Instead of meat and potatoes with a side of veggies, try meals the other way around: Make veggies and grains more prominent and animal protein less so.
Earlier in our country's history, when many Americans engaged in farm work or other demanding physical labor, they sat down to meals with plates filled with heaping portions of meat and potatoes. A cooked vegetable, maybe greens or corn, was also served.
Today, this entrenched eating pattern is making us fat and may be increasing our risk of cancer. To live more healthfully, we need to increase our intake of vegetables and grains and reduce our consumption of animal fats. With a little imagination, we can eat better-tasting food even as we eat more healthfully.
Here are three ideas from the American Institute for Cancer Research for shifting to healthier portions. These ideas and wonderful recipes can be found in the organization's new cookbook, "The New American Plate Cookbook" (University of California Press, 2005).
- Get creative with your vegetable dishes and consume them first. Use exotic-spice blends, such as Asian curries, to enhance flavors.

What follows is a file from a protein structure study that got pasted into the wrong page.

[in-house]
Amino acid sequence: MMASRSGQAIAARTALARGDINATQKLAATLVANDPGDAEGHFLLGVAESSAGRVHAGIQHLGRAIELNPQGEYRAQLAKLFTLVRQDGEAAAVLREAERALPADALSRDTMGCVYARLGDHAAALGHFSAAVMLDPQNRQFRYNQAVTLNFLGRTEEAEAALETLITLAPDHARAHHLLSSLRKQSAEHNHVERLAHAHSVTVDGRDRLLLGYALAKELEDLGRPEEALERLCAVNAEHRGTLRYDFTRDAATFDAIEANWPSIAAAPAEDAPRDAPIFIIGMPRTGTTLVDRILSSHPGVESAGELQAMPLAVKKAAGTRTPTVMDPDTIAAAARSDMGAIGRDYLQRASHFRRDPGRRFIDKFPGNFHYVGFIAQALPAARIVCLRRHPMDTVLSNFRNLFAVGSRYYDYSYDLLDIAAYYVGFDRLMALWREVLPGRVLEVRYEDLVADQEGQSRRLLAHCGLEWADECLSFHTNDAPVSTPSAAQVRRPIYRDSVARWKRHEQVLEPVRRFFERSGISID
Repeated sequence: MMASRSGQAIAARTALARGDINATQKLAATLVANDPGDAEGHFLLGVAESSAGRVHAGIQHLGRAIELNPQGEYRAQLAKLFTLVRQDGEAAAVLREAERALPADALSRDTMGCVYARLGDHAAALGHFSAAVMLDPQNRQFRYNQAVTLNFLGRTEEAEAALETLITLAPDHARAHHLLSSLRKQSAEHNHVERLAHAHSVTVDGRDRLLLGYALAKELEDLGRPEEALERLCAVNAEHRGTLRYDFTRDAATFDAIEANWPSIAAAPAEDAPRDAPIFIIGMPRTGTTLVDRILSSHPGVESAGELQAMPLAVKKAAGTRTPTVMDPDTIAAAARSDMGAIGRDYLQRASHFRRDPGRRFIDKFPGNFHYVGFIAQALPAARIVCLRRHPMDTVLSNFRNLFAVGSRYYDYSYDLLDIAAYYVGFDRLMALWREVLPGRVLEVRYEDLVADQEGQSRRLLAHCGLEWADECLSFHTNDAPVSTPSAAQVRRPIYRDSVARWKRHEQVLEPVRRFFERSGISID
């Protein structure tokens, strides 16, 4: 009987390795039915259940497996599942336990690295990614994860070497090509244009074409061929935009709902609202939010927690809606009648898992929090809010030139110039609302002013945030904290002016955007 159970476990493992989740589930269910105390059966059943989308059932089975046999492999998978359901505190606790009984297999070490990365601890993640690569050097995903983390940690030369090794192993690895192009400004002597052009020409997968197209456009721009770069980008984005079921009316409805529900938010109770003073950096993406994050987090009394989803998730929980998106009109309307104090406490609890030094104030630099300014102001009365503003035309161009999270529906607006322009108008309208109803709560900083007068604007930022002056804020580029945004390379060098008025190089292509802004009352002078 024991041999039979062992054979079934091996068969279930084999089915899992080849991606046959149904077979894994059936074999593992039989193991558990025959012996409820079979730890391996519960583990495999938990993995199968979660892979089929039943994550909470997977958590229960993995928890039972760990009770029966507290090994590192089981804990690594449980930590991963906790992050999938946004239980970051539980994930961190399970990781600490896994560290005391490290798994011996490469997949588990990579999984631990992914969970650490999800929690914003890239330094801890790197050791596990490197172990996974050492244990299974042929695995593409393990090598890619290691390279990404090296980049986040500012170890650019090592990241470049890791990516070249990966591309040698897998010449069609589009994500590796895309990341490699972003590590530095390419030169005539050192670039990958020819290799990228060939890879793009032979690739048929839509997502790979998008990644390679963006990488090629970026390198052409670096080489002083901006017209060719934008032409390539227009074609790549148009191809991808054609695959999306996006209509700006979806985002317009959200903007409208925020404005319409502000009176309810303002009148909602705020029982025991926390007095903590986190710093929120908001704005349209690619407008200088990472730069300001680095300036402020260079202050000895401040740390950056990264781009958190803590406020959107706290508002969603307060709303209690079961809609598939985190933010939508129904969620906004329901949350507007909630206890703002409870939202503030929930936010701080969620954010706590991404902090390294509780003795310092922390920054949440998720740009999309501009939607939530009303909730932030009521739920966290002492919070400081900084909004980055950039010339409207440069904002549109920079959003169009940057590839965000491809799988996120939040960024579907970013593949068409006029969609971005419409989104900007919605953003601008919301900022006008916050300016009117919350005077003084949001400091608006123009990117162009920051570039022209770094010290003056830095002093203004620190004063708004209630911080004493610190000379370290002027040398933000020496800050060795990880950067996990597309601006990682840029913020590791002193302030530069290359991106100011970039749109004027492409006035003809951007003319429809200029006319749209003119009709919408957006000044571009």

- Prepare two contrasting vegetable dishes for every meal. For example, steamed green broccoli and white cauliflower provide visual contrast and nutritional benefits. Or try steamed green kale and white beans drizzled with a bit of olive oil.
- Replace the meat-and-potatoes meal plan with one-pot meals where meat is an incidental ingredient. Here's one idea: Sauté brown rice in a bit of olive oil with spices and onions. Then add water or broth and cook in a large pot. About 10 minutes before the grains are done, add chopped vegetables of your choice. If you wish to include protein, add a cup or so of chopped cooked chicken or, for color contrast, two to three small pieces of salmon.
After a short time, this new way of cooking can be the norm for you, your family, and your guests. They will never miss the heavier meat-and-potato fare. They will, however, appreciate your thoughtfulness in preparing nutritious, delicious — but not fattening— meals.
Before long, you'll be sharing your new recipes with family and friends, encouraging them to adopt healthier cooking habits as well. Here's to good eating and to even better health!
Carole Carson, author of From Fat to Fit: Turn Yourself into a Weapon of Mass Reduction, serves as the coach for the AARP Fat to Fit online community.